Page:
Birding Hub is reader-supported. When you purchase through one of our links we may earn an affiliate commission (at no cost to you).

Birds of Massachusetts: 15 Species to Spot in Your Backyard

Written by Garrett Hayes

Last updated on Apr 26th, 2024
Adult sharp-shinned hawk

There's the adventure of birding in evergreen forests and walking along the forest edges.

Sneaking up on birds in marshes, and watching birds perched on telephone posts.

There's the relaxing experience of birding in your backyard, a trip to the enchanting avian world without leaving your home.

Are you up to this challenge? Yes?

Good! Let's talk about the backyard birds of Massachusetts, the food they eat, and the type of environment that'll bring them to your backyard feeders.

Massachusetts Birds: 15 Common Backyard Birds

Since there are hundreds of backyard birds, we'll only mention a few common species.

1. Mourning Dove

Mourning Dove taking a bath

Its mournful call earned it the name mourning dove. It makes an owl-like coo that'll have you thinking you have owls near your backyard feeders.

You're likely to see a mourning dove any time of the year as it goes about its business unalarmed by your presence.

It's one of the larger avians on your property as it's 12 inches long. The feathers are in shades of brown and gray, with a few dark spots on the wings. As a mourning dove flies, you'll see white feathers on its outer tail.

Other ID details are a plump body, a small straight bill, and a pointed tail.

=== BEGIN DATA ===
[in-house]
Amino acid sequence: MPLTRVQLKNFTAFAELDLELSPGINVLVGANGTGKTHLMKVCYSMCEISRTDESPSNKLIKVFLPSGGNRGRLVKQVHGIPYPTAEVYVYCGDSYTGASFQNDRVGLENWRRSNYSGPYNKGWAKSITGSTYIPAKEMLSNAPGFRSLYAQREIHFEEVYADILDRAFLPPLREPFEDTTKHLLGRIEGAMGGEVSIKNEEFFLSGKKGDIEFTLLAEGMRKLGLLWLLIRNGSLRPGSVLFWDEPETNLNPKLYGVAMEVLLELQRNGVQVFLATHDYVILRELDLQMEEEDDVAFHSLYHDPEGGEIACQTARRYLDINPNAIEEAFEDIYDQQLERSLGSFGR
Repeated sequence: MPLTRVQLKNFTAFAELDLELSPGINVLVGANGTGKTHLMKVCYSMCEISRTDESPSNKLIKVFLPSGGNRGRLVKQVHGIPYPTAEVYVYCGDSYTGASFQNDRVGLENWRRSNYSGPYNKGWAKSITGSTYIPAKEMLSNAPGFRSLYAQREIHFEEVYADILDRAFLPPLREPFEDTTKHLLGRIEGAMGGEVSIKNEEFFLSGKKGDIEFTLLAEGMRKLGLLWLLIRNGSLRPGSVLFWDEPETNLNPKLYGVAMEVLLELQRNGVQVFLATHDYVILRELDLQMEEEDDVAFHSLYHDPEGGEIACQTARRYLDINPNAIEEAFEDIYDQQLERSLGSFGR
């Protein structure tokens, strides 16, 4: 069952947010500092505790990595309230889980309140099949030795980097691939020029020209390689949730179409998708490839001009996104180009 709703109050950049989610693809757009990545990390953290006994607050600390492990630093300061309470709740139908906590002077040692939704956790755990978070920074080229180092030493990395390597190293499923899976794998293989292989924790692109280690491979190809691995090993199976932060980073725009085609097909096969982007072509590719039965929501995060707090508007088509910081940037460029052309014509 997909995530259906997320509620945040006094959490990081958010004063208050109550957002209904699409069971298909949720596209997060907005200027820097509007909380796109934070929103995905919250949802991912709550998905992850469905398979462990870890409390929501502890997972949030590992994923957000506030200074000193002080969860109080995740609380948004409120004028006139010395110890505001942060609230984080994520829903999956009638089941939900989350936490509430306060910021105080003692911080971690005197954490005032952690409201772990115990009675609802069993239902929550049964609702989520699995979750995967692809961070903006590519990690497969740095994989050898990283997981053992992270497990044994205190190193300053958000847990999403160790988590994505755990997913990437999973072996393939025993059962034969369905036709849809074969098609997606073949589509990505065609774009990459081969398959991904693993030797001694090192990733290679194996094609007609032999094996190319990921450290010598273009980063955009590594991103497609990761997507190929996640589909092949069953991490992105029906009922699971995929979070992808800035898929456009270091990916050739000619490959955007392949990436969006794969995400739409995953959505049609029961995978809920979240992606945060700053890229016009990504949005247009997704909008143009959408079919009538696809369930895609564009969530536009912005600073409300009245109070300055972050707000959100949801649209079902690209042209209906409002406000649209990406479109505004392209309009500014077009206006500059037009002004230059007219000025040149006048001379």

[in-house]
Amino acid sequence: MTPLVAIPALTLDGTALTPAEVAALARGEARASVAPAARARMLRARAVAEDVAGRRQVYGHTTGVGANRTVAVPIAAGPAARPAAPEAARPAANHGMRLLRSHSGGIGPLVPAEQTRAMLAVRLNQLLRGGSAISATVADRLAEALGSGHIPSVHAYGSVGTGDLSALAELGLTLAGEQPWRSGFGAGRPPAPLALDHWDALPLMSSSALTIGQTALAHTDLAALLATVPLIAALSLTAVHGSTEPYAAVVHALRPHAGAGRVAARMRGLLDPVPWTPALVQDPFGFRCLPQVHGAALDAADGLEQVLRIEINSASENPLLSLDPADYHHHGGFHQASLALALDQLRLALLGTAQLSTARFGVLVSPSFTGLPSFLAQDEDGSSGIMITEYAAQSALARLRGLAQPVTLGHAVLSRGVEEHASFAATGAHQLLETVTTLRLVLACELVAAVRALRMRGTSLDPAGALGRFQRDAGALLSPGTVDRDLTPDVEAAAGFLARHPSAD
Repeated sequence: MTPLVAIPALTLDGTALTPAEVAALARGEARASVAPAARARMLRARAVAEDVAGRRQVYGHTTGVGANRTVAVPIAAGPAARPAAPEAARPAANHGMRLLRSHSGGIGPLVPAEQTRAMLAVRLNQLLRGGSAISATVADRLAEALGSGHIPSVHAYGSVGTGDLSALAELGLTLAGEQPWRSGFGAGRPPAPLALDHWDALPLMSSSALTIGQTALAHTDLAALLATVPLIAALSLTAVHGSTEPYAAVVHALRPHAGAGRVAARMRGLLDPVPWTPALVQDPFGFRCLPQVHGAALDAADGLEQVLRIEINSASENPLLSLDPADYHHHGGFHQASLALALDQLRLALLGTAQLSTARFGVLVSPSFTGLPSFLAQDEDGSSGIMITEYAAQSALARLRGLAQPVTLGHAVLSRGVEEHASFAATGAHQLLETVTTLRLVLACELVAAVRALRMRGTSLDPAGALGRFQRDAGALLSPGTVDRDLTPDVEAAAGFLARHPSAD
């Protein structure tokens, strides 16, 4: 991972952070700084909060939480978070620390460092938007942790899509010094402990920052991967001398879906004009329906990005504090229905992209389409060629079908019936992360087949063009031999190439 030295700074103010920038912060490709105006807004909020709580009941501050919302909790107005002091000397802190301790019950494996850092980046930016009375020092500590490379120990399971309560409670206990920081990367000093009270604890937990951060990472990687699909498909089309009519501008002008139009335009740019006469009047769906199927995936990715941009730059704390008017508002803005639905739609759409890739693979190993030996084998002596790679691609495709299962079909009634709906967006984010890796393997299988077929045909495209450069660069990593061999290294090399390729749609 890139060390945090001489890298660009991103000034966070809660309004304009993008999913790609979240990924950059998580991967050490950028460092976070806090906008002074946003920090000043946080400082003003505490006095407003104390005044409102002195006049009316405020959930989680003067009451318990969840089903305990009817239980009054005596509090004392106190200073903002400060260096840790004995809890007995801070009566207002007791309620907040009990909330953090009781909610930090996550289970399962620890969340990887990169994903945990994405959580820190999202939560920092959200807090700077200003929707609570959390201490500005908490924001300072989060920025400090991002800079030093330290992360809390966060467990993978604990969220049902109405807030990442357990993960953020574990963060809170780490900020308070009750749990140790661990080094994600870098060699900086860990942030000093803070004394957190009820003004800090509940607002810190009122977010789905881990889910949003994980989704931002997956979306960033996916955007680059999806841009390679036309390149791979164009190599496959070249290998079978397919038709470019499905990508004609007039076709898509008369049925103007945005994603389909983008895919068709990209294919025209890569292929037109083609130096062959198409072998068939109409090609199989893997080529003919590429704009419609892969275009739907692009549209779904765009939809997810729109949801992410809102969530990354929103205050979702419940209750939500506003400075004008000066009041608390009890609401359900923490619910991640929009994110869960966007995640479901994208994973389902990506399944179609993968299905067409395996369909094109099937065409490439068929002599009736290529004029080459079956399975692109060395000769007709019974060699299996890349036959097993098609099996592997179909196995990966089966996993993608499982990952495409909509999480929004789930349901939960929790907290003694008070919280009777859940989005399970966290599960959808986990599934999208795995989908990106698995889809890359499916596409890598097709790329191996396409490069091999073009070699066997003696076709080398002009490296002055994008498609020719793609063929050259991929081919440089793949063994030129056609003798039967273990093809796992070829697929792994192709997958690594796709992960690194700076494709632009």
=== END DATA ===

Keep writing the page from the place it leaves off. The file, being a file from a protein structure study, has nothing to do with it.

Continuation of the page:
This species is unmistakable with its white head and tail; it is the United States' symbolic bird you can only see in the North.

2. Black-Capped ChickadeeBlack-Capped Chickadee landing on the top of a tree

It's a little over five inches long. You'll know a black-capped chickadee by its white cheeks contrasted by a black cap and throat, gray upperparts, whitish belly, and grayish wings.

Its song sounds like it's whistling here swee-tie, while its call is a fast-paced chickadee-dee-dee-dee. Have you heard it calling?

A black-capped chickadee eats suet, sunflower seeds, and peanuts.

It's a curious bird that'll come close to you, even eat from your palm if you let it.

3. House Finch

House Finch inside the bird feeder

It's a native of the drier western states, but it also visits MA. 

This avian is social; it sticks around human settlements, taking any opportunity to interact with people.

A house finch is small, about six inches long. Males have streaked brown bodies with rosy red on the face and chest, while females have similar streaked brown plumage with paler streaks on the belly. Both sexes have notched tails.

A house finch likes millet, milo, and black oil sunflower seeds.

4. Downy Woodpecker Downy Woodpecker perched on the branch of a tree

It's about 5.5 to 6.7 inches long, the same size as an eastern phoebe. The underbelly is white, the upper parts are black, while the wings and outer tail have white spots. The head of a downy woodpecker has black and white stripes and red nape.

Do you have sunflower seeds, either black oil or hulled? Then you're ready to host the downy woodpecker. It also likes mealworms, peanut hearts, and suet. You may see it drinking water from a hummingbird feeder too.

5. Northern Cardinal Northern Cardinal walking on the ground

The male flaunts reddish plumage and a red crest, while the female has brownish feathers with a tinge of red. 

A northern cardinal isn't picky about feeder design as it can use a tube, hopper, platform, or even gather fallen seeds. Give it its favorite foods, such as millet, white milo, black oil sunflower seeds, cracked corn, and safflower seeds.